As England turned yesterday to the main business of the summer, they were suddenly assailed by uncertainty. The 4-0 defeat of Australia in the NatWest Series should be enough to put a spring in anybody's step but Graeme Swann's damaged elbow was dragging them back to earth.
The selectors are optimistic but far from sure that Swann will be fit in time for the start of the Test series against South Africa next Thursday. He missed the last two one-day matches against Australia with a recurrence of the injury on which he needed surgery two years ago and his absence would seriously harm their chances of remaining No 1 in the Test rankings.
Earlier this week he had a cortisone injection in the joint and Andy Flower, England's coach, said he hoped the combination of treatment and rest would give him time to be fit. Tim Bresnan also has a sore elbow, another recurrence of an old injury, but given the contrasting depths of England's fast bowling and spin bowling resources, Swann would be the greater loss.
Flower said yesterday: "Swann and Bresnan have ongoing elbow problems. Our medical staff believe they will be fit and available for selection for the first Test but it's a strenuous exercise being a bowler playing international cricket.
"They play all three forms of the game so that's why Swann missed a big part of the one-day series and why we rested Bresnan for the last match at Old Trafford."
Flower agreed that Swann has been an integral feature of England's rise to No 1. "Absolutely," he said, "but there will be opportunities for youngsters when we rest Swann, and Swann can't go on forever. There'll be some opportunities for others in the international game."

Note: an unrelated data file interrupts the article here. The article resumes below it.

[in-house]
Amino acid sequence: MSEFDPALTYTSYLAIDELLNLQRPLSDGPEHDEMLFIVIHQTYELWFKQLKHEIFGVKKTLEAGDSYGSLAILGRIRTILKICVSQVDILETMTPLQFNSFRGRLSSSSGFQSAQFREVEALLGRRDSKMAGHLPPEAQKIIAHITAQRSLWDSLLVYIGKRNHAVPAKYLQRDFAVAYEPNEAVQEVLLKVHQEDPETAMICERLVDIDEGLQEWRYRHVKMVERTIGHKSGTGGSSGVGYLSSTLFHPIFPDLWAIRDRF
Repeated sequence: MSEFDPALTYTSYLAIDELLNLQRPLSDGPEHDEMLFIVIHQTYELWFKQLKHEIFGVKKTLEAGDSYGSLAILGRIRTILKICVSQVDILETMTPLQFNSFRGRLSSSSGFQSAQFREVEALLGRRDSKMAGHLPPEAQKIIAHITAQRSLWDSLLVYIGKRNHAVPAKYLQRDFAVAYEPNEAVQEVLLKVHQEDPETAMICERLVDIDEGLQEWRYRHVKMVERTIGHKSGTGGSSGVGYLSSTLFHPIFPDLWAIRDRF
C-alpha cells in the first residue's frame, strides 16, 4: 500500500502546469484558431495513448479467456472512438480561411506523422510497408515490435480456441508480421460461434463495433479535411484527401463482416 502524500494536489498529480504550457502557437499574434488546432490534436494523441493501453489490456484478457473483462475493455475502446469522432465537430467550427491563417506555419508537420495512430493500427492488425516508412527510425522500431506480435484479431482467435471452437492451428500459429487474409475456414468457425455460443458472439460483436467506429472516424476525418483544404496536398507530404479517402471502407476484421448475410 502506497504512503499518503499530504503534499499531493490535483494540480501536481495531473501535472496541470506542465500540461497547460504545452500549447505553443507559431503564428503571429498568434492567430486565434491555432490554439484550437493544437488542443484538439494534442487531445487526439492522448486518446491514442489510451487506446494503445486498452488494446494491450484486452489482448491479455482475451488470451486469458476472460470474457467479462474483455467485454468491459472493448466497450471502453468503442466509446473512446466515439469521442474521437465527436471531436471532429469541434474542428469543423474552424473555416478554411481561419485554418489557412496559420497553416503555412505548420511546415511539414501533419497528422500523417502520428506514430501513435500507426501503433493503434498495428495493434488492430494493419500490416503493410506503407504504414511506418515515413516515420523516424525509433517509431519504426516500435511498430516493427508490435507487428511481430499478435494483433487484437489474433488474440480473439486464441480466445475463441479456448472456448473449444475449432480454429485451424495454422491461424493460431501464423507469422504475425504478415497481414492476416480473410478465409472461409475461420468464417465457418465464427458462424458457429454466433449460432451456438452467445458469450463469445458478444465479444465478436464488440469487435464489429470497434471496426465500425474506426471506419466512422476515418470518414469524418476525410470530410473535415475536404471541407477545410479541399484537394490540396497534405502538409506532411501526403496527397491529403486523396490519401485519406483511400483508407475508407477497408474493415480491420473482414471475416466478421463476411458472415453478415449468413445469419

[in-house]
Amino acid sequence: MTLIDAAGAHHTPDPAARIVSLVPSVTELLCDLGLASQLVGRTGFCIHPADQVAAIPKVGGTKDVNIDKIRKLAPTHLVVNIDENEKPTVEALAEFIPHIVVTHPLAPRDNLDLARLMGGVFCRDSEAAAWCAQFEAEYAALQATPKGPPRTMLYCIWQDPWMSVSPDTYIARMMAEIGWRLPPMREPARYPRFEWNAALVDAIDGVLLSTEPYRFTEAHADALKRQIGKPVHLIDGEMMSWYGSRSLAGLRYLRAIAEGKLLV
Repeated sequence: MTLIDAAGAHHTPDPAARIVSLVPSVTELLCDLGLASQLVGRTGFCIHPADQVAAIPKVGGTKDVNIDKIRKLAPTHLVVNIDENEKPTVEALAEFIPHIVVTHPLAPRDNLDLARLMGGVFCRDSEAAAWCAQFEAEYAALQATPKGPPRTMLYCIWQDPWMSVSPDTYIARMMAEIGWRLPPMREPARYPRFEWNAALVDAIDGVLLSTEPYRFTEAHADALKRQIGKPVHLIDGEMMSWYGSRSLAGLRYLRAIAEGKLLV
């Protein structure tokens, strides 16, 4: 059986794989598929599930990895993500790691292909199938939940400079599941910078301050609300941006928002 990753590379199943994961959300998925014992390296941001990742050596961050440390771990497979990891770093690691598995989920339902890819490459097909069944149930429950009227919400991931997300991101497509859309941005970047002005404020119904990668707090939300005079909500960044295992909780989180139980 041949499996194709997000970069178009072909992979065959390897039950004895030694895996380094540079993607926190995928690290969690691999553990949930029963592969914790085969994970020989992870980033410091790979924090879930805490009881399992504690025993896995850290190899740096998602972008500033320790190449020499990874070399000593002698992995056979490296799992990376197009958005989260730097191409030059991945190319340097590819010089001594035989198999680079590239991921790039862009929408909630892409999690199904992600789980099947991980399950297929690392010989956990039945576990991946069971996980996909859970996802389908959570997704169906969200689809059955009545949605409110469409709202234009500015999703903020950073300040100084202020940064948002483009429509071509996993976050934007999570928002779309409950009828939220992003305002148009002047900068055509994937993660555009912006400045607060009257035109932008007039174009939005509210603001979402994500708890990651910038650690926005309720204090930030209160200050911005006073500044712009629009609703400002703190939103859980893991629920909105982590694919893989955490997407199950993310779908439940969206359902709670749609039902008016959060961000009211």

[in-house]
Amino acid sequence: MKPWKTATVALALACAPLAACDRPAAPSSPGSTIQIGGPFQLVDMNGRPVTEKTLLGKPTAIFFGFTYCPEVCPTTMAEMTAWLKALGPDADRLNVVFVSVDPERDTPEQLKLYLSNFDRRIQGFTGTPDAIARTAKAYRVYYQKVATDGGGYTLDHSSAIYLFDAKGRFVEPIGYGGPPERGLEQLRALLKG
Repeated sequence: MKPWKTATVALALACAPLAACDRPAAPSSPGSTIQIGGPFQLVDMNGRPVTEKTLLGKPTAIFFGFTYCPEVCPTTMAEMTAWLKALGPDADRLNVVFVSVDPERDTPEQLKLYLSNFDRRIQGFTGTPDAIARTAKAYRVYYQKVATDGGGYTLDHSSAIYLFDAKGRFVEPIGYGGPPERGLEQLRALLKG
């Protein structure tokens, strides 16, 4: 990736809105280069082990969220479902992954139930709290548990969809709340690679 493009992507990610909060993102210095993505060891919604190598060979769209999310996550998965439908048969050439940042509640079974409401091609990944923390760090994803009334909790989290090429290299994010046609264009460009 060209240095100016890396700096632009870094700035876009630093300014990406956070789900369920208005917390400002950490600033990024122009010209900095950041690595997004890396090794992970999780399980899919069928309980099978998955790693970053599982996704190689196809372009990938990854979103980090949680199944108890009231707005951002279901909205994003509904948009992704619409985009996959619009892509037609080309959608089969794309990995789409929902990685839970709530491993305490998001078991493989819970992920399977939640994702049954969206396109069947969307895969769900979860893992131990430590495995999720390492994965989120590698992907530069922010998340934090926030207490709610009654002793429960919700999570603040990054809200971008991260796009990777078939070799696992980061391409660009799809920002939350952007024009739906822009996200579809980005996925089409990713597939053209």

The selectors meet tomorrow to confirm their squad but Flower indicated that they already know the men they want to fill the contentious positions at No 6 in the batting order and the role of third seamer.
The men in possession are Jonny Bairstow, who is under pressure from Ravi Bopara, and Bresnan, who is facing a stiff challenge from Steve Finn, the Middlesex paceman who played in England's most recent Test as a replacement for Stuart Broad.
"They are the obvious areas for discussion but we have very clear ideas of what we want to do," said Flower. "I don't think it would be accurate to say that there's anything to play for in this round of county championship matches."
Bopara, who is not playing a championship match, has probably nosed ahead of Bairstow, who is. His form in the one-day game has also revealed a new composure which heartened Flower.
"I played with Ravi at Essex and have obviously spent a lot of time in that coach-player relationship," he said. "We want him to do well, like him as a friend and rate him as a cricketer so it's been very rewarding in a number of ways."
Swann's loss would not be by choice, of course, and his replacement would not be straightforward. A view might have been taken about Monty Panesar by now because of the limitations of his batting and, especially, fielding, with Samit Patel and James Tredwell as the other contenders. Tredwell has hardly been spectacular, with 10 wickets at almost 40 runs each for Kent in this wet season so far, but in his intermittent appearances for England he has not been perturbed by the demands of the job.
England were rightly jubilant about their victory over Australia and they have now won 10 successive one-day internationals, a record. But they now return to the red ball against South Africa, for whom a repeat of their series victory in 2008 would see them replace England on top of the charts.